• @rhetorician your comment would make a good answer to a question but not this one. – Kris Jan 21 '18 at 19:40
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This is a Bible based answer. This is what Jehovah's Witnesses believe, so it is how they interpret these scriptures. Since you asked for a Biblical basis, not the beliefs of Jehovah's Witnesses, the reasoning behind this interpretation is also included in this answer.

Got created Adam and Eve to be good, not bad. So there was no wickedness within them at the time of their creation, otherwise that would mean God intentionally put wickedness inside them. That would be contrary to the principal at James 1:13 "When under trial, let no one say: “I am being tried by God.” For with evil things God cannot be tried, nor does he himself try anyone."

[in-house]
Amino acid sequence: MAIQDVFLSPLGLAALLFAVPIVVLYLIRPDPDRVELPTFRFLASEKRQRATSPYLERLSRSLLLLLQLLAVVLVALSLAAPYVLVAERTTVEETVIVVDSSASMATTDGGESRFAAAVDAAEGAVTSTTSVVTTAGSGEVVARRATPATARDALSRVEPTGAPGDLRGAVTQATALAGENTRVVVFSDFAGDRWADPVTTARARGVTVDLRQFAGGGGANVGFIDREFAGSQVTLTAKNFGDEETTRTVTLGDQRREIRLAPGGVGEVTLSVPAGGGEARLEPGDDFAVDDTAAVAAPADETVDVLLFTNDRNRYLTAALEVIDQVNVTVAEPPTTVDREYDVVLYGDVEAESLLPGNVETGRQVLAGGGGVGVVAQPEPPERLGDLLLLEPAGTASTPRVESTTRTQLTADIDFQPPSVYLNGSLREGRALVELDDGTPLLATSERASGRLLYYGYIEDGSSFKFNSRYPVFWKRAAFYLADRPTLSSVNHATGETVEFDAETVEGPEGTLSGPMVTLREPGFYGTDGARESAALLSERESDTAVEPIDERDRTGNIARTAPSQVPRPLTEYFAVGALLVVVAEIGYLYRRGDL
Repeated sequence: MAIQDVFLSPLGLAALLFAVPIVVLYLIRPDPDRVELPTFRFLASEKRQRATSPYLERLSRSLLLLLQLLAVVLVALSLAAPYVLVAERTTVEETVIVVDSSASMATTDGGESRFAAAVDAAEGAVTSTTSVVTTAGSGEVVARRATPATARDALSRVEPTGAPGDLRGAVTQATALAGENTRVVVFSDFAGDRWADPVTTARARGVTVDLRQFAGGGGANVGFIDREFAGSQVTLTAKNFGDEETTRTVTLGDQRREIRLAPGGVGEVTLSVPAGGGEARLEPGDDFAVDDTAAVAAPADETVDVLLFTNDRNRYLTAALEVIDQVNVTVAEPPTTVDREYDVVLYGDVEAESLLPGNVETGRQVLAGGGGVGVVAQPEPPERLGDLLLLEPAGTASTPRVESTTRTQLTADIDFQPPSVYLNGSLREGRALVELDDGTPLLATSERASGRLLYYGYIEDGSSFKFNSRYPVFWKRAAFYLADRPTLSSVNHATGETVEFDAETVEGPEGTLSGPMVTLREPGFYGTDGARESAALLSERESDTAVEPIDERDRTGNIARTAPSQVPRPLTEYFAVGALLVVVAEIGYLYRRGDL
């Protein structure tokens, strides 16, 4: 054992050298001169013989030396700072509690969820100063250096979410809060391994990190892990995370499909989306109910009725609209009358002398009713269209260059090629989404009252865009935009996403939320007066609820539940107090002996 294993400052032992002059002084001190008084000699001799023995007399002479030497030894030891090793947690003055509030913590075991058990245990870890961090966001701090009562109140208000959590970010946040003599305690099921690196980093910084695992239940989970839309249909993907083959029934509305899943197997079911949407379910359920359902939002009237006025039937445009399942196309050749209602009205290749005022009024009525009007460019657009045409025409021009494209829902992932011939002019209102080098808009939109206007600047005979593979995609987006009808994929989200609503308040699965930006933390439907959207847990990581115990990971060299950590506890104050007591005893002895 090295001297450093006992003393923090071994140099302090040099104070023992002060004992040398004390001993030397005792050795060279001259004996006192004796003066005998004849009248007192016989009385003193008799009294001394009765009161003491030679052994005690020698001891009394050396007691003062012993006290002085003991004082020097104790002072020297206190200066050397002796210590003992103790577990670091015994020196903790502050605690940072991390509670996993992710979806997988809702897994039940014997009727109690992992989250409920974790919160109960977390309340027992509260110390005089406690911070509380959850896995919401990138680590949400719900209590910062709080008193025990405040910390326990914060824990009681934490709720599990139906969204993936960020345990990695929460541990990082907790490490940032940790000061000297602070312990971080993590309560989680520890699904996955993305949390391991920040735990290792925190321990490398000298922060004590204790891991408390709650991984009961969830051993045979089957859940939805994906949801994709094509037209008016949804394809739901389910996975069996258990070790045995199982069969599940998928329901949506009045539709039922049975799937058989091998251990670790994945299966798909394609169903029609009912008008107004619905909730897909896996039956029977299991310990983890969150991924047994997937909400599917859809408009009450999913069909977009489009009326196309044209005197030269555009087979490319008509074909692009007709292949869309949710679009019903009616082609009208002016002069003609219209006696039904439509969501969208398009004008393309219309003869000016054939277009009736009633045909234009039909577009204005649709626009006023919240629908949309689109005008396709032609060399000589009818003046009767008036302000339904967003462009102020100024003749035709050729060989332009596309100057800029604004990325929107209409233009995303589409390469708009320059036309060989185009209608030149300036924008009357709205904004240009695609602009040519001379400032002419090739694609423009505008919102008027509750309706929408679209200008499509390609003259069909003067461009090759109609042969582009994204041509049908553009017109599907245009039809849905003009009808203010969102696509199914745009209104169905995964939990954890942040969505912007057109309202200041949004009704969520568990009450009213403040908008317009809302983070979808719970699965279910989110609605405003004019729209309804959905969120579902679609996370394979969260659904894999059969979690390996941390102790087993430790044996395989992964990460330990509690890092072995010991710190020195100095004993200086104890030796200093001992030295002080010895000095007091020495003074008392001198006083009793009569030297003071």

The placement and name of the tree of knowledge of good and bad, along with the command not to eat from it does not suggest God already knew they would choose a path of sin. Instead it suggests he knew they would need to decide for themselves if they would accept his sovereignty or not, that they were capable of choosing either path, and that this was a critical issue facing humanity. This was not an unreasonable command. It is not like he made them starve and then placed a tree in front of them and told them not to eat from it. In preface to this command, he said "From every tree of the garden you may eat to satisfaction." (Genesis 2:16). He was not trying to trick them into going down a path of sin and death. The idea was to have them decide if they appreciated their heavenly father and all he had done for them, and express this appreciation through loving obedience, or if they would selfishly reject his authority. The choice was theirs to make, but he still did many things to nudge them toward choosing to obey him, which was the loving thing to do. For example, he gave them the life they had. God even created Eve as a wonderful companion for Adam, and Adam was so happy with this that he waxed poetic (Genesis 2:23). God placed them in a beautiful garden and gave them meaningful, fulfilling work to do (naming the animals, taking care of the earth, and filling the earth with their offspring) (Genesis 2:19, 20; Genesis 2:15; Genesis 1:28). Consider all God gave them prior to having them make a choice. Also consider his words at Deuteronomy 30:19 where God is pleading with the Israelites to choose life.